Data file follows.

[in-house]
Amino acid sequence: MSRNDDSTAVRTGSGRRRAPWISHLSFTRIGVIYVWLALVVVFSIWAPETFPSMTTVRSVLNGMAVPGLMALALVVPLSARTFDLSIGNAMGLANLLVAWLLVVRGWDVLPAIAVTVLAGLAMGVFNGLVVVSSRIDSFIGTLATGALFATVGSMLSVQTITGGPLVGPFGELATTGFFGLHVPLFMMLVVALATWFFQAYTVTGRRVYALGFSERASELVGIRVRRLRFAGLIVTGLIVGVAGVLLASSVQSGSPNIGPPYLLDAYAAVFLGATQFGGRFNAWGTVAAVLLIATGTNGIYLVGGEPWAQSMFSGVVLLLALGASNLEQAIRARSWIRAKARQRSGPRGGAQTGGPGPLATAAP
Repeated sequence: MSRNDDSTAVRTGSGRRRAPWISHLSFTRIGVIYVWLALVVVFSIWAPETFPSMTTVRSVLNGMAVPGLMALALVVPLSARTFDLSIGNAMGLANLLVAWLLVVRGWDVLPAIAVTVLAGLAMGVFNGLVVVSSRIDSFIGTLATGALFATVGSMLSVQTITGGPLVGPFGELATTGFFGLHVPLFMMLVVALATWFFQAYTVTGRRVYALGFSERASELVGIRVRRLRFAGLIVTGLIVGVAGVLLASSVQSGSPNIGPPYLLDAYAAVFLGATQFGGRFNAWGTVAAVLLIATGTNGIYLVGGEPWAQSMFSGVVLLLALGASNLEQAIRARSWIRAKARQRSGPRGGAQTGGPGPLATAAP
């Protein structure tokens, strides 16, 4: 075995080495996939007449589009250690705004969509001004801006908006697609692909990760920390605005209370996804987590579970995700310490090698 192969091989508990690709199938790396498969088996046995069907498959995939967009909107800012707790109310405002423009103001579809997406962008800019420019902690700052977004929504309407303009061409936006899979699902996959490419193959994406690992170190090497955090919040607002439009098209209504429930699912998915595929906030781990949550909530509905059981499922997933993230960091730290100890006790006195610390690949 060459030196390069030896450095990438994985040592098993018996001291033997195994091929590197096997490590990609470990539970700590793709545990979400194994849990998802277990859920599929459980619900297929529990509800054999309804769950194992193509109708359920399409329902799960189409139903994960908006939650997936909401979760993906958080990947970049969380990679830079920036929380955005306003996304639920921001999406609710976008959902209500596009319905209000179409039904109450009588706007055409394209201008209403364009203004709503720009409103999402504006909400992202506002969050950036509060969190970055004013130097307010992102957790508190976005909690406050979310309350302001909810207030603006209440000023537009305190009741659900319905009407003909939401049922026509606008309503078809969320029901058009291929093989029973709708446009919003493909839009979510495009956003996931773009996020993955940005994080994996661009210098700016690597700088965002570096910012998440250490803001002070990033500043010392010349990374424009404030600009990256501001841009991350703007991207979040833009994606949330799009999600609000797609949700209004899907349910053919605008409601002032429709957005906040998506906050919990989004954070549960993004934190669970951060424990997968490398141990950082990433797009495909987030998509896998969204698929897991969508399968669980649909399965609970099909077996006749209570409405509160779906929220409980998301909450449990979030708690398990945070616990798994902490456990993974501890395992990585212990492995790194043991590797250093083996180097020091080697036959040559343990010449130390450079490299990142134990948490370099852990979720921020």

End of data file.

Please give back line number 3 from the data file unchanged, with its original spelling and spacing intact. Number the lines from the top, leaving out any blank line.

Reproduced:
Repeated sequence: MSRNDDSTAVRTGSGRRRAPWISHLSFTRIGVIYVWLALVVVFSIWAPETFPSMTTVRSVLNGMAVPGLMALALVVPLSARTFDLSIGNAMGLANLLVAWLLVVRGWDVLPAIAVTVLAGLAMGVFNGLVVVSSRIDSFIGTLATGALFATVGSMLSVQTITGGPLVGPFGELATTGFFGLHVPLFMMLVVALATWFFQAYTVTGRRVYALGFSERASELVGIRVRRLRFAGLIVTGLIVGVAGVLLASSVQSGSPNIGPPYLLDAYAAVFLGATQFGGRFNAWGTVAAVLLIATGTNGIYLVGGEPWAQSMFSGVVLLLALGASNLEQAIRARSWIRAKARQRSGPRGGAQTGGPGPLATAAP